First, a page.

Sao Paulo, Brazil
October 18, 2011
La luta continua, hasta siempreâ¦
The judge says that this movement doesnât exist but they are here now, and the fourth General Assembly ofÂ Occupy Sao PauloÂ is unfolding under the Tea Bridge (the viaduto de chaâ), within sight of City Hall. There are about a hundred people milling about and a circle, hand signals, a communication station, a projector showing the relevant hashtags on the underside of the bridge (#Acampasampa, #democraciadireta, #occupysaopaulo), rice and vegetables being cooked over a low fire, a water station, a bucket of umbrellas, large white tarps laid out with peopleâs possessions on them. Itâs cold â 59 degrees F and falling. A few things are conspicuously absent today: no tents, no shelter of any kind; and no signs.
Yesterday, the police had removed the signs from the supporting stone legs of the bridge that make massive walls for this occupied chamber. The occupiers built bamboo tripods to accommodate the request and attached the signs to them. Last night, they were also laid out on the ground facing out from the encampment. But early this morning the police came and took down all the signs (video: http://www.youtube.com/watch?v=lAsxOMUSDHE), claiming that the protestors were in violation of the Clean Cities law, a law the forbids commercial advertisers from littering this megalopolis of 20 million with billboards. No more words here.
Over the weekend, the assembly applied for an injunction to stop the police from disrupting the encampment. Today, the judgeâs response was simple: yes, political action by political movements is allowed, but there is no movement here. I donât see it. At the communication table, a group is working to collate a set of pictures and newspaper clippings to accompany the appeal to be filed tomorrow and subsequent applications, which are pending. On the phone, one of the groupâs lawyers says to me, âthey are nearly invisible under the bridge there. If the police get violent, there is no one to see. Maybe they should move.â The assembly is discussing this now.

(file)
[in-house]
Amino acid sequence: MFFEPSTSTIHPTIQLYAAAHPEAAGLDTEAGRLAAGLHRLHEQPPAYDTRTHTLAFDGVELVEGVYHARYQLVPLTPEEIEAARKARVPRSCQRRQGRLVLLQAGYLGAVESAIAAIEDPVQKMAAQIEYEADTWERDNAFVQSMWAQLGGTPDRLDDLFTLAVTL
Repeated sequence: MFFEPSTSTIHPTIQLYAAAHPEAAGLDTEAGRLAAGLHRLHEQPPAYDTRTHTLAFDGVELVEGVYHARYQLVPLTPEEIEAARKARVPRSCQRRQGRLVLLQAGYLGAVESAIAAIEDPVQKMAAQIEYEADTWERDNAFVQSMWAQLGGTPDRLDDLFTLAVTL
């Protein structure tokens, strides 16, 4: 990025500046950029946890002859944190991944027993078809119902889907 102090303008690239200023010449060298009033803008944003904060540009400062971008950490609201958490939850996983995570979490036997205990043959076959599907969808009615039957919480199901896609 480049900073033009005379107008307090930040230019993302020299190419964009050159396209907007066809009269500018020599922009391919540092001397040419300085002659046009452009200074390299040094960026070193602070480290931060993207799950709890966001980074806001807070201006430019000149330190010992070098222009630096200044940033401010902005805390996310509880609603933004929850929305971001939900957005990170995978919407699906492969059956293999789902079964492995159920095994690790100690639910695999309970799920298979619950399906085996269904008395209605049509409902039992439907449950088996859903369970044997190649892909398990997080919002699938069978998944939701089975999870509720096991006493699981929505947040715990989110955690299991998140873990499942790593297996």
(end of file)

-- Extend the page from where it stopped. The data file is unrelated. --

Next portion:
On the periphery of the circle, the theme today: INTEGRATION. The people who lived under this bridge before have started sleeping next to the students and the organizers. Itâs really hard. One of the first things that people tell you is that there were robberies. Things disappearing in the night. And the necessity of a formation of a security team. When I was here last night, a girl told me that the people who stole during the first night have been integrated into the security committee.
Hereâs what I see: the manifestation is here, it is real. It is supported by political strategists (manifestacao.org) and lawyers (instituto praxis de direitos humanos âipdh.org ). It is day four and people have started to bring medicines, and vinegar to neutralize the teargas that is a possible future. There is no medical station yet (the vinegar is directed to the kitchen area â a detour). No legal observers. The encampment is in its infancy, but it is growing. Every night, there is a count of how many people plan to spend the night here under the bridge. The first night, 27. Every day, it grows. Tonight, there will be 60 bodies laid here side by side.